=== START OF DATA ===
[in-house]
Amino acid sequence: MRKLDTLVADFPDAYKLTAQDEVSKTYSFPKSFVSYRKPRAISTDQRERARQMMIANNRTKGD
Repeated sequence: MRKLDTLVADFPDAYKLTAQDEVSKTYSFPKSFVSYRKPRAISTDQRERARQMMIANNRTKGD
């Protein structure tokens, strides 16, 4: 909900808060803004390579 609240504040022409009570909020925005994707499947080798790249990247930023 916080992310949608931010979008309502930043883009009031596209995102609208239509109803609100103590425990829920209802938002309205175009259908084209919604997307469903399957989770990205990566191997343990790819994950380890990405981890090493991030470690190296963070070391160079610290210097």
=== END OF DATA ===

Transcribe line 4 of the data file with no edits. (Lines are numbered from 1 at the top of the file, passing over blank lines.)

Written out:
């Protein structure tokens, strides 16, 4: 909900808060803004390579 609240504040022409009570909020925005994707499947080798790249990247930023 916080992310949608931010979008309502930043883009009031596209995102609208239509109803609100103590425990829920209802938002309205175009259908084209919604997307469903399957989770990205990566191997343990790819994950380890990405981890090493991030470690190296963070070391160079610290210097």